Tips When Moving a Reflow Oven



Tips When Moving a Reflow Oven
After moving a reflow oven to a different site, what steps do you need to perform on the machine for the machine to be certified? Jim Hall and Phil Zarrow, The Assembly Brothers, discuss the steps needed for certification and share their own expertise.
Board Talk
Board Talk is presented by Phil Zarrow and Jim Hall of ITM Consulting.
Process Troubleshooting, Failure Analysis, Process Audits, Process Set-up
CEM Selection/Qualification, SMT Training/Seminars, Legal Disputes
Phil Zarrow
Phil Zarrow
With over 35 years experience in PCB assembly, Phil is one of the leading experts in SMT process failure analysis. He has vast experience in SMT equipment, materials and processes.
Jim Hall
Jim Hall
A Lean Six-Sigma Master Blackbelt, Jim has a wealth of knowledge in soldering, thermal technology, equipment and process basics. He is a pioneer in the science of reflow.

Transcript


Phil
Welcome to Board Talk with Phil Zarrow and Jim Hall, the Assembly Brothers, who by day go as ITM Consulting.  Let's see, what kind of subject do we have to warm up to today Jim?

Jim
One near and dear to my heart, reflow. This comes from Q.N. After moving a reflow oven to a different site, what steps do you need to perform on the machine and the heat exhaust in order for the machine to be certified?

Phil
Certified? Is there an official reflow oven certification? Oh yeah, that's right. That's us. 

Jim
Right, there is no known certification standard for ovens. But certainly you do want to make sure that your oven is performing in the same manner in terms of accuracy and repeatability that it did at the former site. The most important thing that's more likely to give you problems is the conveyor system.

This is what carries the board. You only have your little edge conveyors.  Getting the machine leveled, getting them lined up, vibration free, parallel and so forth so that you don't drop boards or jam boards in your oven, is probably the most important step.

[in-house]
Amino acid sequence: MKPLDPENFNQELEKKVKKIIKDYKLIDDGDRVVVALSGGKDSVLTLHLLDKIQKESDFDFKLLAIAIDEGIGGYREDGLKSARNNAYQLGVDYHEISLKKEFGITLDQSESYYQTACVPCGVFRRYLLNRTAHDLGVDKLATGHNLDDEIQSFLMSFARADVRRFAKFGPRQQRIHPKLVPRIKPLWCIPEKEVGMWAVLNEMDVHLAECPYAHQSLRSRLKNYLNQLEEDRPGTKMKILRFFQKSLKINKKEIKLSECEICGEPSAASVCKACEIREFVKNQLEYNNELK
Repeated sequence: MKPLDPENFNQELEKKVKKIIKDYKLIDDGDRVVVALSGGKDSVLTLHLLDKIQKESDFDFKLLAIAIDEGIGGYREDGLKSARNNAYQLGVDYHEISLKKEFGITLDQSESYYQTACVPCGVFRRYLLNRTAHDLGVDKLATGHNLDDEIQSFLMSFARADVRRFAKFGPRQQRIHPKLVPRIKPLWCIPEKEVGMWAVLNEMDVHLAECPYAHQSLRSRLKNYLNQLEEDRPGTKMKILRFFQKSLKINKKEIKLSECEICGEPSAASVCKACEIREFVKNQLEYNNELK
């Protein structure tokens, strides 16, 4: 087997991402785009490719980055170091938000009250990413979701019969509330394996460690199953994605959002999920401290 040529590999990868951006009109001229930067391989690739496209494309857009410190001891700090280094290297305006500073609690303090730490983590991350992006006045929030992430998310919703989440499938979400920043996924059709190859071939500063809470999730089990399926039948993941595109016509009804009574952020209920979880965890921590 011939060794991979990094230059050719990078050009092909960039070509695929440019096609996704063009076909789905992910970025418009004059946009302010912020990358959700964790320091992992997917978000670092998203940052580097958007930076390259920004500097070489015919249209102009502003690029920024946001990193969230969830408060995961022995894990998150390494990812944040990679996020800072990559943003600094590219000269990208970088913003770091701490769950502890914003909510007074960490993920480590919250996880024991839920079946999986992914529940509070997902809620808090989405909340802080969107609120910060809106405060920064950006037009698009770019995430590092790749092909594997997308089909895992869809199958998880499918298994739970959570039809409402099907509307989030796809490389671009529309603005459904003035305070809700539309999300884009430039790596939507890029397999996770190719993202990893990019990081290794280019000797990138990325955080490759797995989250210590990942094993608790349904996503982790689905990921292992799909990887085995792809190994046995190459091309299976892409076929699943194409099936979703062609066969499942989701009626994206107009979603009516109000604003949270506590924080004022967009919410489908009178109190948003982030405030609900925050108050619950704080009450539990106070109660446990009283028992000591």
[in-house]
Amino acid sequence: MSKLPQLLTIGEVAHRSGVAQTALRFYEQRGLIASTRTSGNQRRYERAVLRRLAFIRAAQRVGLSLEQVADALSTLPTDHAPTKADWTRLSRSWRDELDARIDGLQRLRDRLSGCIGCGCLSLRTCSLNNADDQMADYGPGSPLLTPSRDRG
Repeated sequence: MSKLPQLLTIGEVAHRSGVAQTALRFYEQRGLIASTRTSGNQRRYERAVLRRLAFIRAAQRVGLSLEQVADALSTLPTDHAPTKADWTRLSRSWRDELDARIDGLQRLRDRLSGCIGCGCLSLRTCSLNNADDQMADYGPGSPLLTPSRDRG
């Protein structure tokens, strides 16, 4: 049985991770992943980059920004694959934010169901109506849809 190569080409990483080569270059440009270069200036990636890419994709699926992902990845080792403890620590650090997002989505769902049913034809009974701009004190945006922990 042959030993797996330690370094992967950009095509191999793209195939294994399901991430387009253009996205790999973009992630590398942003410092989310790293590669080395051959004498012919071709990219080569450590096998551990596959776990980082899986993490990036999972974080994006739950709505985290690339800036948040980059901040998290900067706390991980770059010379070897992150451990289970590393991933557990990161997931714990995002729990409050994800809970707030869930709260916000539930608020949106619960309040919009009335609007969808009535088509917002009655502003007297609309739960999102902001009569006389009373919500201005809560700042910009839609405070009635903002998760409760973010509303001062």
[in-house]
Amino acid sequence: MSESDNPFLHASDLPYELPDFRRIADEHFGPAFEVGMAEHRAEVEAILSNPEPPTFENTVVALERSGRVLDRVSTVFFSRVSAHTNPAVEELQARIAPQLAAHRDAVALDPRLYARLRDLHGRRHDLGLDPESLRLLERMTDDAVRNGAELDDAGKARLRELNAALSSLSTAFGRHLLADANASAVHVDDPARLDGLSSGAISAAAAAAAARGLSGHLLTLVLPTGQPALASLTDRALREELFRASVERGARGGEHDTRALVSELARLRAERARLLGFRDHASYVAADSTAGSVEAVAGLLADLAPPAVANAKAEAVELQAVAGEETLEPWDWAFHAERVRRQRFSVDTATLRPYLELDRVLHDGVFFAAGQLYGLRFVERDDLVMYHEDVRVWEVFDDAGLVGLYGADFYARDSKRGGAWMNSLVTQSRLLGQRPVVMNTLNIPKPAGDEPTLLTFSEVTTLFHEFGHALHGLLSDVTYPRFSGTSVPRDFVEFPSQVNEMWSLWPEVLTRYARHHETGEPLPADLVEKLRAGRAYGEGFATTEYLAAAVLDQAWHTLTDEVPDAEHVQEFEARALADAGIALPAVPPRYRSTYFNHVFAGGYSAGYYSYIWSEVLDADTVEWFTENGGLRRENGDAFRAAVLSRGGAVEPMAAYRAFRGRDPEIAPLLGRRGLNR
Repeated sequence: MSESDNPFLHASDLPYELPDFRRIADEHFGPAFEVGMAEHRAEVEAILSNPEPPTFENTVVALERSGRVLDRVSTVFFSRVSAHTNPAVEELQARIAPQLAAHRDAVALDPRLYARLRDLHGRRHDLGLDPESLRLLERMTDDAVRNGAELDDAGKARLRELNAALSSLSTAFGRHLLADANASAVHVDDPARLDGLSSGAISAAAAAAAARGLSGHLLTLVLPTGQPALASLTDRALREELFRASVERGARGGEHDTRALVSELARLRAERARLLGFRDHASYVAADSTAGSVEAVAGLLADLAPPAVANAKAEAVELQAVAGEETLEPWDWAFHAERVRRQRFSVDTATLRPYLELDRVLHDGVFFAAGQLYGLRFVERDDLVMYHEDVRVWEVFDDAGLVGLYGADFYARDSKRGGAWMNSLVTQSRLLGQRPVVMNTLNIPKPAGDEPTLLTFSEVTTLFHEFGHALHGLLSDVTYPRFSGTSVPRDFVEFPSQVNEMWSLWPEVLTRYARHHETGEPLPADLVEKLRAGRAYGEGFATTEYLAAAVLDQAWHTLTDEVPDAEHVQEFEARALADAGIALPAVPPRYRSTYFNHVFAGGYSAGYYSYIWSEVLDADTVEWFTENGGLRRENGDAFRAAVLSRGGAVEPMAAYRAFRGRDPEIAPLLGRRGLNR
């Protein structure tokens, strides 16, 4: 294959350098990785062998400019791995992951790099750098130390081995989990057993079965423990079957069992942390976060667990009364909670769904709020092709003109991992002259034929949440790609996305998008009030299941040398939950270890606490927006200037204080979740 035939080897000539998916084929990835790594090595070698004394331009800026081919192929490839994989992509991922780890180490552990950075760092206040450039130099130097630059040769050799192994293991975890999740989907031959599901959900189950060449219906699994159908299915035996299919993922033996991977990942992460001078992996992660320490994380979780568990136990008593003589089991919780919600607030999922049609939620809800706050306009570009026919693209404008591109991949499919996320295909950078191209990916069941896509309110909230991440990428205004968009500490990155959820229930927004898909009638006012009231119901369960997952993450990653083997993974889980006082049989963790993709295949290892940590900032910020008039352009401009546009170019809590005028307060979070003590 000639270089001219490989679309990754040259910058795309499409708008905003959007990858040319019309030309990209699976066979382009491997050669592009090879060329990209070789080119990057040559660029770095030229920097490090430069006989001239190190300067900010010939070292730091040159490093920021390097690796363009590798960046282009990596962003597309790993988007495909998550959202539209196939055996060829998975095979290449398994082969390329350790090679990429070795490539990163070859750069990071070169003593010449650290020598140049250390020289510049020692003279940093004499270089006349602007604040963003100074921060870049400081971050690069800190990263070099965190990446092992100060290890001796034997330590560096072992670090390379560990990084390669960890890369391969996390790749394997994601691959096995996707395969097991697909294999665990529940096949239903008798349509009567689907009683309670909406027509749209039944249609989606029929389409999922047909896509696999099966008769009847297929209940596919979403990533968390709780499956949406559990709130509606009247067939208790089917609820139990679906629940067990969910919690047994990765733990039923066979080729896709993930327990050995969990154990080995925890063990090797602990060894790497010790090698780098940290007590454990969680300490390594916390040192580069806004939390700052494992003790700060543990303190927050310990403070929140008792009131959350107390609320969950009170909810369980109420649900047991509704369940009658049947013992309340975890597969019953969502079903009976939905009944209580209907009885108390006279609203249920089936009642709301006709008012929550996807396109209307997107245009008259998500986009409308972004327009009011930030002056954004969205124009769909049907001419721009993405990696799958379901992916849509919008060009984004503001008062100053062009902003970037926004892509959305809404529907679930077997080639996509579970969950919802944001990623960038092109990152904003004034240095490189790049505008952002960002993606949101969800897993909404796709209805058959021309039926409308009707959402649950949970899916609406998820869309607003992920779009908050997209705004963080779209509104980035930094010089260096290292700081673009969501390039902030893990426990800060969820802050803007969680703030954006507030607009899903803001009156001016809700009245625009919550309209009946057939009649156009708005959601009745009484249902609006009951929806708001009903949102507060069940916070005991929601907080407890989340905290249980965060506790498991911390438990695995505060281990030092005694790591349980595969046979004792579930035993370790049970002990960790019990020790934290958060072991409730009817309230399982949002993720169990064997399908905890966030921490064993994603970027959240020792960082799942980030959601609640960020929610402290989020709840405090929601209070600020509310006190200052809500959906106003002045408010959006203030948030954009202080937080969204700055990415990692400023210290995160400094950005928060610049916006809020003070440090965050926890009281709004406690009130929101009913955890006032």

That being said, you want to get the same thermal performance. You want to get the same repeatable profiles on your board. You are very astute to ask about exhaust because proper exhausting can affect the performance of an oven. So you want to make sure that the exhaust is set up with whatever measurements you use to set it up initially.

Once it's set up you want to take some calibration vehicle that you have history on, ideally both a profile and repeatability of that profile, and run it again. And run multiple profiles to make sure that you're getting accuracy, getting the same peak temperatures, the same time above liquidus, slopes and so forth, and that profile is repeatable over multiple profiles so that you can get the same performance and get the same quality boards that you were getting.

Phil
You might also check with the oven manufacturer and see if they have any other recommendations in addition to maintenance. Generally they probably have some experience and know where the vulnerable spots are.

But anyway, that's enough for our fragile egos. Be careful with that reflow oven.  And when you're using it, whatever you do -

Jim
Don't solder like my brother.

Phil
Yeah, and don't solder like my brother.


Comments

Insure all facility inputs are identical or adjust accordingly ie power, air,N2, exhaust etc Common mistake is not having the same balanced exhaust at the new location. This can greatly affect performance especially in an inert atmosphere.
Ray Chartrand, CharTrain Consulting
I have seen some new reflow ovens that have "travelled" a lot from one side to the other inside the factory with worse inner atmosphere quality than an old oven that stay all its life at the same place. Take care when you lift and move your reflow oven because loosing some paralelism new air entrances will be created and then you have a lot of extra work to decrease the residual oxygen level in reflow zones. As a consequence it will be necessary more nitrogen than before to reach your receipe (N2 to decrease the residual oxygen level at reflow zones).
Luiz Felipe Rodrigues, Air Liquide

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